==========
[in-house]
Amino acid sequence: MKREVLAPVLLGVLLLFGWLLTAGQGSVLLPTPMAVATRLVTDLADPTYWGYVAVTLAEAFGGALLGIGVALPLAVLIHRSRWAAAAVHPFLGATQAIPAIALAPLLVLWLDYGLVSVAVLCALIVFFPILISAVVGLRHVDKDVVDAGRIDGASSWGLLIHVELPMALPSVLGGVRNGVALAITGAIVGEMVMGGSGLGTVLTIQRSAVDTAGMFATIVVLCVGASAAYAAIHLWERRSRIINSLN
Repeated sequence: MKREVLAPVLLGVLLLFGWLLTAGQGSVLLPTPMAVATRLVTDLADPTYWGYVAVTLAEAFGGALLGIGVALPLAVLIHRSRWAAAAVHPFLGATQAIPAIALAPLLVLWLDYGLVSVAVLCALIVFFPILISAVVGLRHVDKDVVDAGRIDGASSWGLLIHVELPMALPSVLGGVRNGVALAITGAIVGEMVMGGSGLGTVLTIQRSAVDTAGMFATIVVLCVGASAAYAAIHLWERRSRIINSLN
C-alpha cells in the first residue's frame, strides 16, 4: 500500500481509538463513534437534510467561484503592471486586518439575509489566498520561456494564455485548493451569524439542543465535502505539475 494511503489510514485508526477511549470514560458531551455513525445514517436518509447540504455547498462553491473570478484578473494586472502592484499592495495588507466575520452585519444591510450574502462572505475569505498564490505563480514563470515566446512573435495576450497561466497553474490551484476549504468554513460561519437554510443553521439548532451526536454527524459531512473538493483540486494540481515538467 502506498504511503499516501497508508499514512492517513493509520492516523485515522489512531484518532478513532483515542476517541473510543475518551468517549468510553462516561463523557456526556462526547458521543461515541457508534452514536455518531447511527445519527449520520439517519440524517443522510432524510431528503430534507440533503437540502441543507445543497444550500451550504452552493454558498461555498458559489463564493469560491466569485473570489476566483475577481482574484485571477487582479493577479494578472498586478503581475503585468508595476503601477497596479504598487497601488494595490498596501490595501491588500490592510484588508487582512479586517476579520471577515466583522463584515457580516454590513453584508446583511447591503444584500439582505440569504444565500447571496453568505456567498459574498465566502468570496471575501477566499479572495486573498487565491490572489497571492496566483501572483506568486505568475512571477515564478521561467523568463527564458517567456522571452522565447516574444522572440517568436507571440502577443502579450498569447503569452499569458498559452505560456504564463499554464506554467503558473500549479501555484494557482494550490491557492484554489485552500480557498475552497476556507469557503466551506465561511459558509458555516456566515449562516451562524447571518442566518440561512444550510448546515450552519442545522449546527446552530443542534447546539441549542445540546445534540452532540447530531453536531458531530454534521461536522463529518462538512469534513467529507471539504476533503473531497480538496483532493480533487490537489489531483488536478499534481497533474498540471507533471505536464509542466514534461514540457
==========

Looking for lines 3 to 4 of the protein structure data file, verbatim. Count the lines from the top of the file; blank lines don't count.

Repeated sequence: MKREVLAPVLLGVLLLFGWLLTAGQGSVLLPTPMAVATRLVTDLADPTYWGYVAVTLAEAFGGALLGIGVALPLAVLIHRSRWAAAAVHPFLGATQAIPAIALAPLLVLWLDYGLVSVAVLCALIVFFPILISAVVGLRHVDKDVVDAGRIDGASSWGLLIHVELPMALPSVLGGVRNGVALAITGAIVGEMVMGGSGLGTVLTIQRSAVDTAGMFATIVVLCVGASAAYAAIHLWERRSRIINSLN
C-alpha cells in the first residue's frame, strides 16, 4: 500500500481509538463513534437534510467561484503592471486586518439575509489566498520561456494564455485548493451569524439542543465535502505539475 494511503489510514485508526477511549470514560458531551455513525445514517436518509447540504455547498462553491473570478484578473494586472502592484499592495495588507466575520452585519444591510450574502462572505475569505498564490505563480514563470515566446512573435495576450497561466497553474490551484476549504468554513460561519437554510443553521439548532451526536454527524459531512473538493483540486494540481515538467 502506498504511503499516501497508508499514512492517513493509520492516523485515522489512531484518532478513532483515542476517541473510543475518551468517549468510553462516561463523557456526556462526547458521543461515541457508534452514536455518531447511527445519527449520520439517519440524517443522510432524510431528503430534507440533503437540502441543507445543497444550500451550504452552493454558498461555498458559489463564493469560491466569485473570489476566483475577481482574484485571477487582479493577479494578472498586478503581475503585468508595476503601477497596479504598487497601488494595490498596501490595501491588500490592510484588508487582512479586517476579520471577515466583522463584515457580516454590513453584508446583511447591503444584500439582505440569504444565500447571496453568505456567498459574498465566502468570496471575501477566499479572495486573498487565491490572489497571492496566483501572483506568486505568475512571477515564478521561467523568463527564458517567456522571452522565447516574444522572440517568436507571440502577443502579450498569447503569452499569458498559452505560456504564463499554464506554467503558473500549479501555484494557482494550490491557492484554489485552500480557498475552497476556507469557503466551506465561511459558509458555516456566515449562516451562524447571518442566518440561512444550510448546515450552519442545522449546527446552530443542534447546539441549542445540546445534540452532540447530531453536531458531530454534521461536522463529518462538512469534513467529507471539504476533503473531497480538496483532493480533487490537489489531483488536478499534481497533474498540471507533471505536464509542466514534461514540457